Workplace deaths down, but not enough

File Photo.

The number of workplace deaths dropped last year but the government's safety agency says it's still too high.

Forty two workers died in accidents in 2018, down from 50 in 2017 and in 2016.

The agriculture sector had the highest number with 16 people killed on farms, followed by construction and forestry with five.

WorkSafe chief executive Nicole Rosie says new health and safety laws were among changes that were starting to focus businesses on protecting their workers.

"These things have all been key deterrents or key changes in the system.

"It's not one thing, it's multiple things. There's a lot more businesses that are starting to see the value of health and safety, not from a compliance perspective, but from actually overall business performance as well.

"So there's a lot of things that are influencing and improving outcomes and we need to accelerate that.

However, she says New Zealand still fell behind other countries like Australia and Britain.

"We are still in the bottom quartile of OECD comparative countries even with that improvement.

"So whilst we have seen improvement we're not a very good performer relative to countries we would normally compare ourselves to."

Nicole says more would need to be done, with plans for 2019 to step things up in problem areas.

"Of our priority sectors construction and forestry have seen quite large downward trends, like 30 to 50 percent downward.

"Agriculture has remained rather static so we haven't seen the same shift in agriculture and that reflects the fact that significant risks that cause harm in that sector are substantially the same as they've always been; quad bikes and tractors.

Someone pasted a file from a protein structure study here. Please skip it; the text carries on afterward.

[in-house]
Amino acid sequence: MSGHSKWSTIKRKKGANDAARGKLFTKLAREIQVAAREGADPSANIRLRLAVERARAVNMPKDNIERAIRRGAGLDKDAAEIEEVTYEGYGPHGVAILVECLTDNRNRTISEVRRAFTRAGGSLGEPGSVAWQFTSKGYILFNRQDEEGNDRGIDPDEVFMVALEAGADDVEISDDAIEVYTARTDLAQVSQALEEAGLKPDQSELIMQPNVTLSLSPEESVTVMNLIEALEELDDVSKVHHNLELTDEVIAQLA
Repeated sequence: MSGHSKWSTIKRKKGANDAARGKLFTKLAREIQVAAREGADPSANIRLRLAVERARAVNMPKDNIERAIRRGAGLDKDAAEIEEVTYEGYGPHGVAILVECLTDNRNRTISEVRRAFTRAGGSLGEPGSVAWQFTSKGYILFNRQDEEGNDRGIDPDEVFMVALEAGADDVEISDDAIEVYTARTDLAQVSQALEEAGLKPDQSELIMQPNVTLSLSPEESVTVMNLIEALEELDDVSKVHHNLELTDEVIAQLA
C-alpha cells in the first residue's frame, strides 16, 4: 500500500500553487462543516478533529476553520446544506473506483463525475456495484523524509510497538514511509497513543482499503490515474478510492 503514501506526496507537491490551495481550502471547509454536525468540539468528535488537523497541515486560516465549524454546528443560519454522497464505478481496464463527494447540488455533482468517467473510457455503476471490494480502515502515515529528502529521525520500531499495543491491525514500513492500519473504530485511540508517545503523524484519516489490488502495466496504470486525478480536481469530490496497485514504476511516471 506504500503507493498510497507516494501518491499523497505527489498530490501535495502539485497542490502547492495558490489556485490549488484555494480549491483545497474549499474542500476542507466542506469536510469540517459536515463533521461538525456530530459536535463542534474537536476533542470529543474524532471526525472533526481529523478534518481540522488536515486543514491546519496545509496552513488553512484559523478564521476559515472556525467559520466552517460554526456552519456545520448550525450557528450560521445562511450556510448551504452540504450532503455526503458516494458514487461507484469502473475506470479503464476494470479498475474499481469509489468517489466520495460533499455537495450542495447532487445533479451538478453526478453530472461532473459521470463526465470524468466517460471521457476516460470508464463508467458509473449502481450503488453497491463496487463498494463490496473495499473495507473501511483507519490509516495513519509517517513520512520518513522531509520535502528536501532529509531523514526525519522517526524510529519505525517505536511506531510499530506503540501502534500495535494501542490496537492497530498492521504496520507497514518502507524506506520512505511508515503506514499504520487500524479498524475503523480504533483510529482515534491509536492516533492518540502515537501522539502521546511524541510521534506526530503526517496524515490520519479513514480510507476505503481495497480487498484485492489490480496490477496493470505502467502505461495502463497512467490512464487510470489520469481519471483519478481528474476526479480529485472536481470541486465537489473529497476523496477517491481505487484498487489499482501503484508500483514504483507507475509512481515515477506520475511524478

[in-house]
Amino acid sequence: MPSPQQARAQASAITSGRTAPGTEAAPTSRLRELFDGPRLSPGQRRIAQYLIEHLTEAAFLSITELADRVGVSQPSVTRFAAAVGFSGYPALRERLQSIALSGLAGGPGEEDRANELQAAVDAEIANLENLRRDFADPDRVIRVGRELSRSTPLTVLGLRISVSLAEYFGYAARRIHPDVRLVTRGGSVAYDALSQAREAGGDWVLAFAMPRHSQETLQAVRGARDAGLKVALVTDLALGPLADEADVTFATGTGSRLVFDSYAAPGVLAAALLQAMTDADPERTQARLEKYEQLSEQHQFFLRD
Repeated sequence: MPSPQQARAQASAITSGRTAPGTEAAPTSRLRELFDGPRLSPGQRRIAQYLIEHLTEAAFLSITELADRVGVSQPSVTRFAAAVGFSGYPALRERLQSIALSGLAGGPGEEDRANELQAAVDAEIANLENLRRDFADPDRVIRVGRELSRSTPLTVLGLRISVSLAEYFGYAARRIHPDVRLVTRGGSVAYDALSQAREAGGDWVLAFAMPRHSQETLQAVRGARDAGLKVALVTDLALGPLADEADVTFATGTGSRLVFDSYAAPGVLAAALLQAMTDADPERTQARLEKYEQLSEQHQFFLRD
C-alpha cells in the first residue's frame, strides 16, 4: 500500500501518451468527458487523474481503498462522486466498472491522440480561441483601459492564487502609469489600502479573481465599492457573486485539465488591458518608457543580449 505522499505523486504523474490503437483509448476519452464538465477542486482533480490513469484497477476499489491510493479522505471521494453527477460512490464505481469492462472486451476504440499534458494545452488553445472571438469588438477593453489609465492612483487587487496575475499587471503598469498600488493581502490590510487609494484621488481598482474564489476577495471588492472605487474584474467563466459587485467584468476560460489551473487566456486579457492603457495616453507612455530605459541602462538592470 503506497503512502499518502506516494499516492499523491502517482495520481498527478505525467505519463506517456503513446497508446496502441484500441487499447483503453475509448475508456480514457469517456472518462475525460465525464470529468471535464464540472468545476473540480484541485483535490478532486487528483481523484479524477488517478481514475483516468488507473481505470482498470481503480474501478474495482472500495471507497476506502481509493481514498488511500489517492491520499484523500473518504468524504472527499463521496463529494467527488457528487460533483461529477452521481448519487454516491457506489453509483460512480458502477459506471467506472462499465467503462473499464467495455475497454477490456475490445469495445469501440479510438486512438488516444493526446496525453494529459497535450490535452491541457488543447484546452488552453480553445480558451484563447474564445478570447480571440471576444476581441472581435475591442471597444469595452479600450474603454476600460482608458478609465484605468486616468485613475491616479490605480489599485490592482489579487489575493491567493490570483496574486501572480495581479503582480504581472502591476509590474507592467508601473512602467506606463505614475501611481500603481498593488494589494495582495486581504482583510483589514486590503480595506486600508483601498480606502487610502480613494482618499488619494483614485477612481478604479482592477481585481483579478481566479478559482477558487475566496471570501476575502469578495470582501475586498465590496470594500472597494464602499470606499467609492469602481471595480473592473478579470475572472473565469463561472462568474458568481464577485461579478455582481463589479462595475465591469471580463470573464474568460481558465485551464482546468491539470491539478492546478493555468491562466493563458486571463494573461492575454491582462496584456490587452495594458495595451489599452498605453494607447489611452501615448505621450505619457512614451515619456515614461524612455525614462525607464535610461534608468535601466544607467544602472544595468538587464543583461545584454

"We are very heavily focused with that sector on what are the interventions that will most change performance. Looking at things like seat belt wearing in tractors, getting children off quad bikes and looking at roll protection on quad bikes.

"Those are key priorities for us this year to work with the sector to look at substantive changes around behaviour and also choices that are being made."

She says employers needed to commit to safety if change was going to happen.

Farmers For Farm Safety, a consultancy to more than 2200 farms employing up to 7000 workers, director D'Arcy Palmer says farmers needed help when it came to what constituted best practice and what the health and safety obligations actually meant.

"At the end of the day it's about farmers buying into the health and safety culture, which a great number are, a lot still aren't and are fearful of it and don't believe in it and they believe it's common sense."

"It is up to the farmer to ensure his people are trained, but I don't think the farmer generally realises how much training they have to give some of their staff.

"It's certainly an obligation of the employer, but at the end of the day they need assistance."

He says even officials seemed unaware of what safe operating practices were on farms or what tasks staff were ask do do.

"It is quite frightening the complexity of safety on a farm ... we're seeing people dying with machinery through simple procedures that aren't followed. But do they understand what those procedures should be?

He says there needed to be guidelines and WorkSafe had an important part to play.

"If you look at farming or you look at the regulations and so on, there's nothing specific.

"In many cases there are no rules. The rule is have you taken as is reasonable all practicable steps. What does that mean? And so then you have to work out OK if someone is seriously harmed where did you go wrong?"


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